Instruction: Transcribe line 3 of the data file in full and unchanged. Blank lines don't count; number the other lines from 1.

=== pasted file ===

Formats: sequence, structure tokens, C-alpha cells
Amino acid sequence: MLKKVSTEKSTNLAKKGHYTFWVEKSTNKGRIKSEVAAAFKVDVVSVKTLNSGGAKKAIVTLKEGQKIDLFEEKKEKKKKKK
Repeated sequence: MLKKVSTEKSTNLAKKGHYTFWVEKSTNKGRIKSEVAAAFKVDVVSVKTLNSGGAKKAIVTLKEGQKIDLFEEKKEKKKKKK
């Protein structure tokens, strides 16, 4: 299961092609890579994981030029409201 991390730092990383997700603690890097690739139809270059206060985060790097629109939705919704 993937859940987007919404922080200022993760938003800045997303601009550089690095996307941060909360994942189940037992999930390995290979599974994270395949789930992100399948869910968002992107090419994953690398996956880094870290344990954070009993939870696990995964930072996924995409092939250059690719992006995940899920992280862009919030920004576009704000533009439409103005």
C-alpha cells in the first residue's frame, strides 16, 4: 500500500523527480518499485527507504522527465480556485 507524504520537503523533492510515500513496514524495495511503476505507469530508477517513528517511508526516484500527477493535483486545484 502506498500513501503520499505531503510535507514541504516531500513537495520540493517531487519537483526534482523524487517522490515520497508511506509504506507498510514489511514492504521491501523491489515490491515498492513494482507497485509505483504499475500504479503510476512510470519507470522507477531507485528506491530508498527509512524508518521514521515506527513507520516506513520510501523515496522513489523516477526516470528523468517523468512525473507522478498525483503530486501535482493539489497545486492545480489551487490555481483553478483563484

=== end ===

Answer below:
Repeated sequence: MLKKVSTEKSTNLAKKGHYTFWVEKSTNKGRIKSEVAAAFKVDVVSVKTLNSGGAKKAIVTLKEGQKIDLFEEKKEKKKKKK